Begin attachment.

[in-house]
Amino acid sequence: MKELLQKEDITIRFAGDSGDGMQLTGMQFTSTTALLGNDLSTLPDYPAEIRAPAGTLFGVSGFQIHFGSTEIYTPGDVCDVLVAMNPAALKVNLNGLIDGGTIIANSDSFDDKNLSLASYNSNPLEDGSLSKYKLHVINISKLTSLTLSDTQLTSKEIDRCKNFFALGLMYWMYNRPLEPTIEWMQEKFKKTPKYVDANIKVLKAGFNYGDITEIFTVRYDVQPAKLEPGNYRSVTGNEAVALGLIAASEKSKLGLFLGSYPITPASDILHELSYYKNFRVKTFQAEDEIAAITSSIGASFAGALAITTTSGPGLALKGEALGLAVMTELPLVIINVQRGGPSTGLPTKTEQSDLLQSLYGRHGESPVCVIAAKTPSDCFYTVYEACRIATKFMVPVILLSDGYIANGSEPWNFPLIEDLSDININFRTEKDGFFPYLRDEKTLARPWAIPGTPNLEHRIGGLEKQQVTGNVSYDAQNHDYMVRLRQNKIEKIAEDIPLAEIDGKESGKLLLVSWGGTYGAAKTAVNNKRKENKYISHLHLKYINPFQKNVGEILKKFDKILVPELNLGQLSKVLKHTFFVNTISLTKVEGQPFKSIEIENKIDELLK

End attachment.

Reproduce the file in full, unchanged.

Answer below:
[in-house]
Amino acid sequence: MKELLQKEDITIRFAGDSGDGMQLTGMQFTSTTALLGNDLSTLPDYPAEIRAPAGTLFGVSGFQIHFGSTEIYTPGDVCDVLVAMNPAALKVNLNGLIDGGTIIANSDSFDDKNLSLASYNSNPLEDGSLSKYKLHVINISKLTSLTLSDTQLTSKEIDRCKNFFALGLMYWMYNRPLEPTIEWMQEKFKKTPKYVDANIKVLKAGFNYGDITEIFTVRYDVQPAKLEPGNYRSVTGNEAVALGLIAASEKSKLGLFLGSYPITPASDILHELSYYKNFRVKTFQAEDEIAAITSSIGASFAGALAITTTSGPGLALKGEALGLAVMTELPLVIINVQRGGPSTGLPTKTEQSDLLQSLYGRHGESPVCVIAAKTPSDCFYTVYEACRIATKFMVPVILLSDGYIANGSEPWNFPLIEDLSDININFRTEKDGFFPYLRDEKTLARPWAIPGTPNLEHRIGGLEKQQVTGNVSYDAQNHDYMVRLRQNKIEKIAEDIPLAEIDGKESGKLLLVSWGGTYGAAKTAVNNKRKENKYISHLHLKYINPFQKNVGEILKKFDKILVPELNLGQLSKVLKHTFFVNTISLTKVEGQPFKSIEIENKIDELLK